Brian Hagenbuch

Contributing Editor reporting from Seattle, USA

Brian Hagenbuch spent a decade in South America, where he was a journalist for Reuters and Time Out in Buenos Aires and Rio de Janeiro. He now lives in Seattle and works as a freelance writer and translator, as well as a commercial fisherman in Bristol Bay. 

Published on
January 19, 2017

A study published last week by the Centers for Disease Control and Prevention (CDC) reports that a Japanese tapeworm typically found in Western Pacific fish has been found in salmon from Alaska.

Since its identification in 1986, the Japanese broad tapeworm, Diphyllobothrium nihonkaiense, was thought to exist largely in salmon species caught in Russian and Japanese waters.

But in 2013 researchers found the Japanese broad tapeworm in various larv… Read More

Published on
January 9, 2017

Crab processors reached an agreement with representatives of fleets fishing off the U.S. West Coast on Friday, 6 January to buy Dungeness crab for USD 2.875 (EUR 2.73) a pound, prompting fishermen to lift a two-week strike.

Fishermen had been on strike since around Christmas in protest of a USD 0.25 (EUR 0.24) per-pound drop in buying price by Pacific Choice Seafood, based in Eureka, California and owned by Pacific Seafood out of Portland, Orego… Read More

Published on
January 6, 2017

The Pacific Ocean was unseasonably calm off Wesport, Washington on Thursday, 5 January, a perfect day for the port’s fleet of some 150 crab boats to set their first pots of the 2017 Dungeness season. But a strike that has spread to the entire West Coast meant crabbers were biding their time and wringing their hands, hoping for a resolution.

The conflict started just before the holidays when Pacific Choice Seafood – based in Eureka, Californi… Read More

Published on
December 19, 2016

Orca Bay Seafood and Preferred Freezer canceled their plans last week to build a USD 55 million (EUR 52.7 million) seafood plant on the former Weyerhaeuser campus south of Seattle, Washington, U.S.A., after community groups protested the development.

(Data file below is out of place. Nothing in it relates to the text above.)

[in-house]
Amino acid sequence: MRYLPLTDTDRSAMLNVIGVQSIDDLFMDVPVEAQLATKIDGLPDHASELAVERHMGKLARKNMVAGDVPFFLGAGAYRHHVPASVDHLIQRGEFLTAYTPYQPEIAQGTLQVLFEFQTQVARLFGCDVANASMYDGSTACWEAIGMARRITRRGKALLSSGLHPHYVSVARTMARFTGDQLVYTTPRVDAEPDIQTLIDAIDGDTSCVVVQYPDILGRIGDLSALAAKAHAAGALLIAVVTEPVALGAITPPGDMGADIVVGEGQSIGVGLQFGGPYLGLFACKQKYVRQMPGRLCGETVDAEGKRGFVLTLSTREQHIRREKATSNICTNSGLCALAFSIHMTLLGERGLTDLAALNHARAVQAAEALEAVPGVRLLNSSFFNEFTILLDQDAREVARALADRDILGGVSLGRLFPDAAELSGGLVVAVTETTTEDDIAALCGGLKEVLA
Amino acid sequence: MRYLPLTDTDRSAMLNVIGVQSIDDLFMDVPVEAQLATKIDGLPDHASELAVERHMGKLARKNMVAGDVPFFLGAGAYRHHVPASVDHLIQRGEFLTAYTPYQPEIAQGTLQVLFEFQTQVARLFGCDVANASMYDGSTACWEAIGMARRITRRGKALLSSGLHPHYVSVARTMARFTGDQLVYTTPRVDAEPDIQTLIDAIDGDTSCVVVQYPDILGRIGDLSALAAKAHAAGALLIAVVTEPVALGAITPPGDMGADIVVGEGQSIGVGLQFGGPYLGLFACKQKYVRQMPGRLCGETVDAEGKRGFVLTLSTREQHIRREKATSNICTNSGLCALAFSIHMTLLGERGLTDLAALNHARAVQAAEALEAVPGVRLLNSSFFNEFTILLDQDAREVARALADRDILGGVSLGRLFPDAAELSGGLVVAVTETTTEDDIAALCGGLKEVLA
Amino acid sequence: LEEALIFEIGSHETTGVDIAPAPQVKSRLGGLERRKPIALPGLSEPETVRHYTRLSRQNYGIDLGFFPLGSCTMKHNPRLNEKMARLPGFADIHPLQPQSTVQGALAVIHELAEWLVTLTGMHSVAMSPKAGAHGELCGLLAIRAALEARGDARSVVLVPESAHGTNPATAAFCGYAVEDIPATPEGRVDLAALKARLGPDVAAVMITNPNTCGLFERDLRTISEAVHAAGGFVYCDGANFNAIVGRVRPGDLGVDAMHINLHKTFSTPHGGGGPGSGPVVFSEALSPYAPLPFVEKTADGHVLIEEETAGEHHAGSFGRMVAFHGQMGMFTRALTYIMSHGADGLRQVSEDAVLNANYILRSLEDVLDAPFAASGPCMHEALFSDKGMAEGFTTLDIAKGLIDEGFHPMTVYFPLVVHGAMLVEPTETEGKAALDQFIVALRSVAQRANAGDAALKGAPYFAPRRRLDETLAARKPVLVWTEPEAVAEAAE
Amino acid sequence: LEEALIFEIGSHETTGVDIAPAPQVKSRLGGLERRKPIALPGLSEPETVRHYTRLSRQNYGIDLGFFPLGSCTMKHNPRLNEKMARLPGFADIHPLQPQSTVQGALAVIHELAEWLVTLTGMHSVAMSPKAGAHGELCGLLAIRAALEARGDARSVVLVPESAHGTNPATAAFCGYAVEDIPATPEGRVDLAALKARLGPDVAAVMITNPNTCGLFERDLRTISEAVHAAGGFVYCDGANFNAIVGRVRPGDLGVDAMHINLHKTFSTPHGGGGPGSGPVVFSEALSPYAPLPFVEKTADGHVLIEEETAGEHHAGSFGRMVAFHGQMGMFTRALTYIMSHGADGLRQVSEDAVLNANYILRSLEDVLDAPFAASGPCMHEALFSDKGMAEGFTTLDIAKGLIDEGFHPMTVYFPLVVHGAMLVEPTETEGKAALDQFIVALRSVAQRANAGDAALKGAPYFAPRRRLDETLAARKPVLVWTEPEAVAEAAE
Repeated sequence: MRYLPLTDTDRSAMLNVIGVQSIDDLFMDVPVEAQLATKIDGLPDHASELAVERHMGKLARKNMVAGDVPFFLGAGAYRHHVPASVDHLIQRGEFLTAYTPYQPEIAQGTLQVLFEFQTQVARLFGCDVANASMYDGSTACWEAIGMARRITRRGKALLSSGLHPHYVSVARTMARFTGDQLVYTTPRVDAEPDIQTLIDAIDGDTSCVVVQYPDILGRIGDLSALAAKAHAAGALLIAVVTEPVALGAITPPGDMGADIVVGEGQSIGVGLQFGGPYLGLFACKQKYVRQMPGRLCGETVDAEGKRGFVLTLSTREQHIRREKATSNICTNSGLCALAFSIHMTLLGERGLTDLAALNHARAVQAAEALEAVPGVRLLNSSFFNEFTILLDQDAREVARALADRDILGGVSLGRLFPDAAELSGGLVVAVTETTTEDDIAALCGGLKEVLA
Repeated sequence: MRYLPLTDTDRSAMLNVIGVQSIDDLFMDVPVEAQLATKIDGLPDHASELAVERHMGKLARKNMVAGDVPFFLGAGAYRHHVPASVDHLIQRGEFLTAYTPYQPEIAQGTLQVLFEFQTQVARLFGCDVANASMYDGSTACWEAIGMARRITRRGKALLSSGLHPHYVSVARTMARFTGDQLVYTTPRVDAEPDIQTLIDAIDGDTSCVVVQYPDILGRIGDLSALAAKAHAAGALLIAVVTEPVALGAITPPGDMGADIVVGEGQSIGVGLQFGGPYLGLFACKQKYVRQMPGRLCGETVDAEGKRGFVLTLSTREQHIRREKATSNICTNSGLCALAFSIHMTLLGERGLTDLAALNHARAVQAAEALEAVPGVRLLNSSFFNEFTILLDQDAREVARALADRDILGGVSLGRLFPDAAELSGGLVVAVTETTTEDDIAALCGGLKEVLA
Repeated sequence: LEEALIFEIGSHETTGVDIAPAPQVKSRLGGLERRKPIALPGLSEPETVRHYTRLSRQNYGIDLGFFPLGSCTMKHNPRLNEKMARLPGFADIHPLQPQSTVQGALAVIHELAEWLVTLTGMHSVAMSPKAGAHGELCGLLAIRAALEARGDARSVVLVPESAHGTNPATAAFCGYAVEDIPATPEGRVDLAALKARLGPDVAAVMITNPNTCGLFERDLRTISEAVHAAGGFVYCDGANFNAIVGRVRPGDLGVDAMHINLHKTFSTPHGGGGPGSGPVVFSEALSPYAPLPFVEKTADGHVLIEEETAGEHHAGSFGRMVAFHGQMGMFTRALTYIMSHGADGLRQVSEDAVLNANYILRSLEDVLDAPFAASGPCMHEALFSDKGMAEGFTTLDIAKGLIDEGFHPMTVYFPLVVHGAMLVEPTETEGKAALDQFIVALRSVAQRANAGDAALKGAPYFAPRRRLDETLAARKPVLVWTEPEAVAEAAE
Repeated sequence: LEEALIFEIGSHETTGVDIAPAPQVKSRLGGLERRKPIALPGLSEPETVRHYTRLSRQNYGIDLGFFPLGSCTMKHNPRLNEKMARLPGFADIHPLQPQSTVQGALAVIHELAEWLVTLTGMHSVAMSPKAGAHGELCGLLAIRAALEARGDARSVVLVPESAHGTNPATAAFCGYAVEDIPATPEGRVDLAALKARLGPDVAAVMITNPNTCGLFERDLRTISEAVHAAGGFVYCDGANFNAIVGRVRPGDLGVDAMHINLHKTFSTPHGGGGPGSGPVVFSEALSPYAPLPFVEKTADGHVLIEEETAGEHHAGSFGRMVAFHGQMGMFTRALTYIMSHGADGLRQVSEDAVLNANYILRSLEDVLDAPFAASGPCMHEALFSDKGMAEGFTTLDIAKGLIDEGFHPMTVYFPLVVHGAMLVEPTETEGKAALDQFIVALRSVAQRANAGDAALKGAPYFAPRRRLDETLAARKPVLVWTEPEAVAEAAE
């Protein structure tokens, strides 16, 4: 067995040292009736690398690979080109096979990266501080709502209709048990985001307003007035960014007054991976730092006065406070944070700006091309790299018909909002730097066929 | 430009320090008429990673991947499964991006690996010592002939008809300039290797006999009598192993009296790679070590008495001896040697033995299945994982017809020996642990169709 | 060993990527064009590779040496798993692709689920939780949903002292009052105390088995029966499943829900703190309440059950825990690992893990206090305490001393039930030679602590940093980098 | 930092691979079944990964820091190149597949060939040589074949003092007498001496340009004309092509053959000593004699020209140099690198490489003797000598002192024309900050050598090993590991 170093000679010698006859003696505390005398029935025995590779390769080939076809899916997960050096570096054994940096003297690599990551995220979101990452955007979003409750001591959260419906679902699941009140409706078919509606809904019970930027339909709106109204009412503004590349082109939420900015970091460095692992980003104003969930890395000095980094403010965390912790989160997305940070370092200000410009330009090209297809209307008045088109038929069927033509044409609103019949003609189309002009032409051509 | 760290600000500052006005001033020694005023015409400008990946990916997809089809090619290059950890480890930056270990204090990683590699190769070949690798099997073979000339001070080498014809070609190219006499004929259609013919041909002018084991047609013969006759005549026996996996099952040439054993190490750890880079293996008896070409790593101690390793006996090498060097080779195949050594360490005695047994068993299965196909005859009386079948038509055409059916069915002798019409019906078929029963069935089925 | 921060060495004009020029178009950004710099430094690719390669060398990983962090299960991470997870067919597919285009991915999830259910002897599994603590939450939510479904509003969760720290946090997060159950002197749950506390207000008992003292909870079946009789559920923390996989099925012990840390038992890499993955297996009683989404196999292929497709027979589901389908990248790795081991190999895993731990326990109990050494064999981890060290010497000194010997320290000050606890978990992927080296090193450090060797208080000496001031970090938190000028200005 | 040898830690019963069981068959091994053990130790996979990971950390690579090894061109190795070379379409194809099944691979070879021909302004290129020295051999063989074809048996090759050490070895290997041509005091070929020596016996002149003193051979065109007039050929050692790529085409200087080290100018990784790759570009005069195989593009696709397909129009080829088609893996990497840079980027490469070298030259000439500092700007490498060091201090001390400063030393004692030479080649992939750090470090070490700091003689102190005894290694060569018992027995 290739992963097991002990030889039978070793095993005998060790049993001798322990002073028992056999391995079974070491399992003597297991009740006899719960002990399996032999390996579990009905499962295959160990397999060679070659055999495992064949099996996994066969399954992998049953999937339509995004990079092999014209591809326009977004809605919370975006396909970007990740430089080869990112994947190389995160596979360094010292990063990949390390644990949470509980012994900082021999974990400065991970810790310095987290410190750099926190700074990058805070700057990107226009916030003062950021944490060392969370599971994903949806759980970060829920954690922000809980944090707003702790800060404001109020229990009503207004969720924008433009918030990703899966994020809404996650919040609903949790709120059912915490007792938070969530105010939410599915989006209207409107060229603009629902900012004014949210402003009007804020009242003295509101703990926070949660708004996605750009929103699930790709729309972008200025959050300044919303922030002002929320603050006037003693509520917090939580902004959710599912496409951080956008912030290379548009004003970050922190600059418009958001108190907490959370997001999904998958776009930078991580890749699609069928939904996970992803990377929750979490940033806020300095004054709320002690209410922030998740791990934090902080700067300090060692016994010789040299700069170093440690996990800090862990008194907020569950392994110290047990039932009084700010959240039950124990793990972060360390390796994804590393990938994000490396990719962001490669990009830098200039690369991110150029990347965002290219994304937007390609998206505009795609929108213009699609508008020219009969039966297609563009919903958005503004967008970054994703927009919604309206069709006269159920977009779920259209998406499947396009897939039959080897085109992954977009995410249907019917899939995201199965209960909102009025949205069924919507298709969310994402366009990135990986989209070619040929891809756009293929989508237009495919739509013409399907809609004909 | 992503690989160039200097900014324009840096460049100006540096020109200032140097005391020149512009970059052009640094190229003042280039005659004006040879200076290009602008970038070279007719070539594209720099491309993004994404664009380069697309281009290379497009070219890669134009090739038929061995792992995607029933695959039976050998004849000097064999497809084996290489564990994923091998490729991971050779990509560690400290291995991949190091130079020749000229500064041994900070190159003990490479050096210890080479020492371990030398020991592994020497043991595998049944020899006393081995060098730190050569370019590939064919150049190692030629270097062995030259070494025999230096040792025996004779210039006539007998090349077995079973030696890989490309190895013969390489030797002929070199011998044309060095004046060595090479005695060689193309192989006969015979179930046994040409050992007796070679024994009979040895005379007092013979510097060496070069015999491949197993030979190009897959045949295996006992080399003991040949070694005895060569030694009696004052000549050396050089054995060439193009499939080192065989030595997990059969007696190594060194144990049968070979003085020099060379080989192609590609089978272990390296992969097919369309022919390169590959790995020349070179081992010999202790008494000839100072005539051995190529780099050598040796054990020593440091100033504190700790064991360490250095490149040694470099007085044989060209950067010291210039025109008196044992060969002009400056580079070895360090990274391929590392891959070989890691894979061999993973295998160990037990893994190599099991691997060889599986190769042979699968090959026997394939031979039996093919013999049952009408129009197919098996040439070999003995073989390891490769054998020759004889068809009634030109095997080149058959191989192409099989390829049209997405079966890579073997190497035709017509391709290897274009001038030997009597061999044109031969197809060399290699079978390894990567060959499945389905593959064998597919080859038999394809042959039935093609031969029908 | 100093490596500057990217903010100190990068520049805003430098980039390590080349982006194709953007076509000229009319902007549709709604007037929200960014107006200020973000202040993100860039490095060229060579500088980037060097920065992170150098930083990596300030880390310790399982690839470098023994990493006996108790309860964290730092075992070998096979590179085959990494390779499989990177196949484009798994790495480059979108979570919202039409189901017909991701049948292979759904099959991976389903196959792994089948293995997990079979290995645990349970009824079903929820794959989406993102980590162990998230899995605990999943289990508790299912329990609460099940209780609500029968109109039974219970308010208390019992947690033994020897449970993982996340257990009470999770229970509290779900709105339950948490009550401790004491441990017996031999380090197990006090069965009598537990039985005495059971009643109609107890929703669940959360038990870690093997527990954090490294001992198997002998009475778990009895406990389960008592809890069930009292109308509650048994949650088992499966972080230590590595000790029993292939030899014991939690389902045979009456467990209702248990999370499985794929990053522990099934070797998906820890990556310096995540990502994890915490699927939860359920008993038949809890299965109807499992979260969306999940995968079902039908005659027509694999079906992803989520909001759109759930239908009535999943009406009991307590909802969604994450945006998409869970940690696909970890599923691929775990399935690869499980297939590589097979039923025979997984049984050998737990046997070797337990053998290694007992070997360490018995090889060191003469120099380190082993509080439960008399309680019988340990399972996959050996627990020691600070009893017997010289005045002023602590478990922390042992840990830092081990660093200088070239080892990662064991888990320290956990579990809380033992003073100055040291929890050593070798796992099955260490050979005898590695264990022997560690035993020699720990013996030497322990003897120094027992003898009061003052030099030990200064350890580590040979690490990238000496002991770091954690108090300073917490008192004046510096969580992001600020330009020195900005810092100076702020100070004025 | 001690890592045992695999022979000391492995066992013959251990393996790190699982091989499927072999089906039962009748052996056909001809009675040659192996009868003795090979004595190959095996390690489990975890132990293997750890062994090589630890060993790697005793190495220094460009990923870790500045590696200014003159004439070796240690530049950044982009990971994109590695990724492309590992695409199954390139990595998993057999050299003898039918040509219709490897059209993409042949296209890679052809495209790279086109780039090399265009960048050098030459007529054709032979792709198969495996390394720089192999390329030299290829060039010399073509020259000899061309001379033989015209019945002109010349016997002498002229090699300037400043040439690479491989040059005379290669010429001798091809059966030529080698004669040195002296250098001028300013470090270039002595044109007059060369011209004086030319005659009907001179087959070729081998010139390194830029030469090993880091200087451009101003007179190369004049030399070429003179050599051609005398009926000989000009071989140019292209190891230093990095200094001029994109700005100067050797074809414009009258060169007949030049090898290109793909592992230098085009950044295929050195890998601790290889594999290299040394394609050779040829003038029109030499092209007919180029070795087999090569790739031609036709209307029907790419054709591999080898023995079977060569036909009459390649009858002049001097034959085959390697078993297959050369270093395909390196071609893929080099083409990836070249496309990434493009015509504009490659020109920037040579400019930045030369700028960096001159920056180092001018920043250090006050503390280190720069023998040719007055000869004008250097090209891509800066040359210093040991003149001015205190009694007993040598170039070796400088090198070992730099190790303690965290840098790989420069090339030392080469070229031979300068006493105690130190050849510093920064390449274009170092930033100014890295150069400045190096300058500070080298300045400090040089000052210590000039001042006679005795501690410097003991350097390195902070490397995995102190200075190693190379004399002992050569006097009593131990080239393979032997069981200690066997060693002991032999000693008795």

The Industrial Realty Group purchased the 130-acre campus in February 2016 for USD 70.5 million (EUR 67.5 million) and negotiated a deal with Orca Bay and Preferred Freezer to occupy 19 acres of the … Read More

Published on
December 16, 2016

Updated numbers from the National Marine Fisheries Service (NMFS) indicated that the United States is exporting slightly less seafood this year than in 2015, while imports have seen a small bump.

A dismal Alaska pink salmon season may have contributed to the decline in overall exports. NMFS figures said pink salmon exports plummeted from 102,010 metric tons (MT) from January to October 2015 to 34,065 MT in the first 10 months of 2016. The poor s… Read More

Published on
December 9, 2016

The administration U.S. President Barack Obama has announced the implementation of the Seafood Import Monitoring Program to qualified enthusiasm from environmental groups.

The fruits of the Presidential Task Force on Combating Illegal, Unreported and Unregulated (IUU) Fishing and Seafood Fraud, authorized by Obama in June 2014, the program will require “at-risk” seafood that is imported into the United States to be tracked to its source and … Read More

Published on
October 11, 2016

In mixed news for Alaska’s crabbers, the state’s Department of Fish and Game announced the opening of the Bering Sea snow crab season will take place on 15 October, but with an allotted catch that is half that of last season’s.

A report released Thursday, 6 October by Fish and Game put the total allowable catch (TAC) for the 2016/17 season at 21.57 million pounds, which would be the fishery’s lowest in 45 years. Around 19.4 million pound… Read More

Published on
September 28, 2016

It was not quite a hurricane, but Alaskas abysmal pink salmon run this year did enough damage that the states governor, Bill Walker, thinks it should be declared a disaster, a move that would free up federal funds for struggling fishermen.

Walker sent a letter to U.S. Department of Commerce Secretary Penny Pritzker last week asking for an expedited review of the Kodiak, Prince William Sound, Lower Cook Inlet and Chignik management areas af… Read More

Published on
September 27, 2016

A late but bountiful 2016 sockeye run in Alaska’s Bristol Bay was the second largest in the last 20 years, trailing only last season’s massive tally.

Preliminary numbers released earlier this month by the Alaska Department of Fish and Game said 51.4 million sockeye salmon ran into the five districts in the bay, well over the 20-year average.

“Average is about 35 million total, so whatever is going on out there in the ocean appears to be s… Read More

Published on
September 14, 2016

Alaska’s Bristol Bay Regional Seafood Development Association (BBRSDA) recently launched a pilot project designed to boost sockeye salmon sales among millennial consumers.

The campaign, which started 1 September, will run through the end of 2016 and in theo Boulder, Colorado media market, where BBRSDA hopes to take advantage of a concentration of younger, food conscious consumers. The results of the pilot will inform a national rollout of a si… Read More